Honda Fit Sport: Should I replace wheels to accommodate standard tires?

I really like my 2007 Fit Sport (which I got used, a real deal), but wouldn’t have bought it had I known the “performance” tires only get about 30,000 miles. (That’s appalling!! I got 82,000 miles from the original brand-x tires on a Saturn SL2.) They’re very expensive, plus that’s bad for the environment. SO–

Dealer said modifying to accommodate standard tires would cost $1,200 (which I doubt includes tires). My questions:

1) Do axles have to be replaced, or only the wheels?

2) Is this something any competent mechanic can safely & reliably do, or would it be foolish to have anyone but a dealer do it?

3) Does that price sound right? (I live in SC.)

4) To help me run the numbers, I’m figuring to drive the Fit at least 200,000 miles and hope to get more like 300,000. How realistic is this?

I wouldn’t be surprised if the $1200 was just for four new Honda rims. OEM parts from the dealer are expensive. Add tires and installation it’s going to be pricey.

I checked for tires for a Fit Sport, there were two sizes listed, 195/55R15 and 205/45R15. There were 33 15" tires and 26 16" tires available. The performance all season tires are the least expensive and should last longer than the high performance summer tires.

Another option is an aftermarket wheel and tire set

My preference is to keep the stock wheels though.

The Tire Rack site has a lot of good information about tires and the their performance classifications to help you make a good choice. My choice would be to keep the original rims and install all season performance tires with the longest treadwear rating.

Good luck,

Ed B.

I agree with edb - don’t do anything except buy tires that wear well. Go to and find tires that match the size of those on your car but that are very highly rated for tread wear. You’ll be money ahead. Also be very careful in checking your tire pressure weekly with a quality dial gauge, and rotate them as recommended by the manual. You’ll do fine. Imagine how environmentally wasteful it would be to spend all that money on new rims!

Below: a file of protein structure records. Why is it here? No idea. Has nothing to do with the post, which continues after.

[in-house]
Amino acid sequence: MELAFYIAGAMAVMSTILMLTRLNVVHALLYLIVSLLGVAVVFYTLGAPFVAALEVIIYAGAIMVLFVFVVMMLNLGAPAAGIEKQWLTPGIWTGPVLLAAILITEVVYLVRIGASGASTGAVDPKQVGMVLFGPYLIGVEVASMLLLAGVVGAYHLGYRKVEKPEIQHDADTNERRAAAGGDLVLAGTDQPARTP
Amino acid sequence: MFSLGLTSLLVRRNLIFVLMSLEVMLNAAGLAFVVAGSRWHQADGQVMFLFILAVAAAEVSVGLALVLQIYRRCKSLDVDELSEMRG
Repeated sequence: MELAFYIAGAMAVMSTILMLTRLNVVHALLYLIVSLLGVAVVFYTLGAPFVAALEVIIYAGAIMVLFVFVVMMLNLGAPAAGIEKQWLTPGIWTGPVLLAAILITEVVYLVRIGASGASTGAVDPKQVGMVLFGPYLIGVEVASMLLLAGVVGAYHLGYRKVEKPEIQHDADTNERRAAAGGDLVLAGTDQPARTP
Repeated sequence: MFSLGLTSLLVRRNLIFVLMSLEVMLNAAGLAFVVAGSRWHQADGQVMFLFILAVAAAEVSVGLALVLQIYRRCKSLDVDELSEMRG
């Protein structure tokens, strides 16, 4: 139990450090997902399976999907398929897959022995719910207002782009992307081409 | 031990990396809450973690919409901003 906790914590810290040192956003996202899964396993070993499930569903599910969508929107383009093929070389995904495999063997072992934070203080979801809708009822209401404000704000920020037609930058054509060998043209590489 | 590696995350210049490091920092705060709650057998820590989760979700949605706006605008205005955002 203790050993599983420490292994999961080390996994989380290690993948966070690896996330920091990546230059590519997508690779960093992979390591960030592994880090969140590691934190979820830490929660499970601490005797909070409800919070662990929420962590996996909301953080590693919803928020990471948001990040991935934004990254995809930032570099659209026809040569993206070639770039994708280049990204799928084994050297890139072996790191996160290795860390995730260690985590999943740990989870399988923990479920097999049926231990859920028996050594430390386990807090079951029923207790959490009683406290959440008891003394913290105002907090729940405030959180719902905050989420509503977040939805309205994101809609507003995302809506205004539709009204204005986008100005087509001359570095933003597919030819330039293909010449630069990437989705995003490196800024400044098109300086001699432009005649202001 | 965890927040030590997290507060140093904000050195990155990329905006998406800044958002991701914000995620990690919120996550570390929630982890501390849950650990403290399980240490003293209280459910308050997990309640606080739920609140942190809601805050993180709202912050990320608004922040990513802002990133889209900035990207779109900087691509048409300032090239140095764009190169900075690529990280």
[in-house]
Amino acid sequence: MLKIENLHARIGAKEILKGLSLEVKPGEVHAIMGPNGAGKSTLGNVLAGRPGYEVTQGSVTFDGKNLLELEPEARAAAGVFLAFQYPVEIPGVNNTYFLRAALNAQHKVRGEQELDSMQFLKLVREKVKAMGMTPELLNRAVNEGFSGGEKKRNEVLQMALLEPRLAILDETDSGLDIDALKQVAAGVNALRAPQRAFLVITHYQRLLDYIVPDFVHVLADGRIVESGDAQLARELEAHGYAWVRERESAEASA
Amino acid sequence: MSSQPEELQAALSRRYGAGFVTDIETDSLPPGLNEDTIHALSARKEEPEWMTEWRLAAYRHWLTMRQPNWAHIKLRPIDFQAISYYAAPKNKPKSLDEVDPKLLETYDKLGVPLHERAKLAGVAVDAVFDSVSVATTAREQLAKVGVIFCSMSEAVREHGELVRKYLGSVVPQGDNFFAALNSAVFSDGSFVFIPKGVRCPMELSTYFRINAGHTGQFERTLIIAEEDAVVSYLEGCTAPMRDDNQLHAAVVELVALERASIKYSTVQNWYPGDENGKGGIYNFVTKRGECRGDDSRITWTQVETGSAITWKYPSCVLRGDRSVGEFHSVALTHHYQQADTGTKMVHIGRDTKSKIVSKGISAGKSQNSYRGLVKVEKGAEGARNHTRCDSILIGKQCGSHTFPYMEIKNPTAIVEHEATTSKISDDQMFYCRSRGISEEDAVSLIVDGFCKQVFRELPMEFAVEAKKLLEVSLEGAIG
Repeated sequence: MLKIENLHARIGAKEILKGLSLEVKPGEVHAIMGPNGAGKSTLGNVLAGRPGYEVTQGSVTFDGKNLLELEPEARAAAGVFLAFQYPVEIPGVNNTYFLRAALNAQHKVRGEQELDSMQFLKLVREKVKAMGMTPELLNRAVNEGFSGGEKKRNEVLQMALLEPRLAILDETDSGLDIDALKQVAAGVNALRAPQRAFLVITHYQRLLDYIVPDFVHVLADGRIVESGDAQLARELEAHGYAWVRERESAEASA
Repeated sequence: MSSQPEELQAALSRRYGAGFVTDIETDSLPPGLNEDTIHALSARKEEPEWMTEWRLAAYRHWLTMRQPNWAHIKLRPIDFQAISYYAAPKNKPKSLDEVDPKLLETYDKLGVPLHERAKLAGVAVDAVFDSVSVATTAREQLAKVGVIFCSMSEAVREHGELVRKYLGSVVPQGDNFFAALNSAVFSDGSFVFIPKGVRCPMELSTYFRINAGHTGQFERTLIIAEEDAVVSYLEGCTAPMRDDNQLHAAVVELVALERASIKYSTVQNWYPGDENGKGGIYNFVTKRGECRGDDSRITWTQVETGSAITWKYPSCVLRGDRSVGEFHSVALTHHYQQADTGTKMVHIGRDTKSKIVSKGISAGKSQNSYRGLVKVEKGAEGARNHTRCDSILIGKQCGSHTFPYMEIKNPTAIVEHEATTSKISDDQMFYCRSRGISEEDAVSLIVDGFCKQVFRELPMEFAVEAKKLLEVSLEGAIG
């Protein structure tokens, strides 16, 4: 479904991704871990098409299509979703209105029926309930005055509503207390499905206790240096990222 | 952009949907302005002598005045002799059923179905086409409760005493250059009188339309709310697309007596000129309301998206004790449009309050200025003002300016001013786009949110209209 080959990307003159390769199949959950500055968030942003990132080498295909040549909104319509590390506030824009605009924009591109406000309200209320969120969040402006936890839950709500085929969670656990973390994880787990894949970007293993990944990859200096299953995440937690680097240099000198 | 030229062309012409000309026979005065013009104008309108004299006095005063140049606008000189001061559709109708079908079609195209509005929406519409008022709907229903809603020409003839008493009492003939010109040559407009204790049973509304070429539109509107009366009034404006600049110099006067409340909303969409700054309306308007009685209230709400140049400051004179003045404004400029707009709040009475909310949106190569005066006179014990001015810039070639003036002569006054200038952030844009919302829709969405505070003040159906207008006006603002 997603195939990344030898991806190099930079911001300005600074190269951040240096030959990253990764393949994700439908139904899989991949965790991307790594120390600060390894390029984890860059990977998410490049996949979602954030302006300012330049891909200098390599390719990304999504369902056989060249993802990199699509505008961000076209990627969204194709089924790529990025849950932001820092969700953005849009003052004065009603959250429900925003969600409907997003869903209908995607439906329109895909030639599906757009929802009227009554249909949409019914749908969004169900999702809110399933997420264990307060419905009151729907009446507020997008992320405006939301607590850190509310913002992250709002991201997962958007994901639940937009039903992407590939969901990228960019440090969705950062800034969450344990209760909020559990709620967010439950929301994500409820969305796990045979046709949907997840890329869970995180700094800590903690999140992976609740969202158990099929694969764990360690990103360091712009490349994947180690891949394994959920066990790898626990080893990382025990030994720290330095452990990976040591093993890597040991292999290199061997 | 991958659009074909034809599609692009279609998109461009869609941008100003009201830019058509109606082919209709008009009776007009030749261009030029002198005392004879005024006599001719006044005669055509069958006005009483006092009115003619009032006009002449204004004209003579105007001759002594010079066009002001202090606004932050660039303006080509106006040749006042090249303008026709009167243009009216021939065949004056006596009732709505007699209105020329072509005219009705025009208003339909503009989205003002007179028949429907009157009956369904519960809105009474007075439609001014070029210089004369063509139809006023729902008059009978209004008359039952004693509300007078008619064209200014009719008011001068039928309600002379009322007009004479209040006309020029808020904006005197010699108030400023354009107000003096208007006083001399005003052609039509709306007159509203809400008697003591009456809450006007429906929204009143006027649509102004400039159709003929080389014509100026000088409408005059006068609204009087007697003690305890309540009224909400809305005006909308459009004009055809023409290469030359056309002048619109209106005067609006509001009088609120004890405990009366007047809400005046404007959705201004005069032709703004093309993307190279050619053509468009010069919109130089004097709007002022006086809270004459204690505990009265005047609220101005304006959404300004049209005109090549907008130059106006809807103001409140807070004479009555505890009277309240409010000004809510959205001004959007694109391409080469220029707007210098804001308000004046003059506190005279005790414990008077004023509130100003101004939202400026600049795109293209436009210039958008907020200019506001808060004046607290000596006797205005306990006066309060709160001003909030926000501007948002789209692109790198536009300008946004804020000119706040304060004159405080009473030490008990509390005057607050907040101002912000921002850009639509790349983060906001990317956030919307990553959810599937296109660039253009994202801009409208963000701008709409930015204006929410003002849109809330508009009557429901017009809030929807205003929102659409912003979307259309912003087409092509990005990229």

You need simply to choose tires that fit your rims and are long wearing.

In performance size a long lasting and decent tire is the Yokohama Avid H4S(60k). Another great choice if they fit is the Bridgestone G019 Grid(50k).

If you want to downsize check out for the 14" rims/tires. Those definitely will be much longer wearing.

Some people think tires as long as they hold air and are round are fine and last. Others like the better adhesion of performance oriented tires especially if they both buying the stiffer riding Fit Sport.

You have plenty of choices, some performance tires last much longer than others. Michelin tires are expensive but generally last a long time. Price of the tire does not really mean longer lasting.

You could buy new wheels and tires from any good tire specialty shop. You don’t need new wheels, just new tires.

My guess is you can get 4 new tires for under $500 installed on your current wheels that are good quality and will last 50,000 miles, no problem.

30k out of a set of summer performance tires sounds about right. I get about 25-27k out of a set of BFG KDW2’s on my Mustang, they cost around $800 a set but I find the excellent grip they provide is well worth the money. Remember tires are a saftey issue, it’s not a area where it’s prudent be cheap.

$1200 sounds about right for a set of OEM wheels and a set of tires. If you went with aftermarket wheels you could probably save a couple hundered bucks.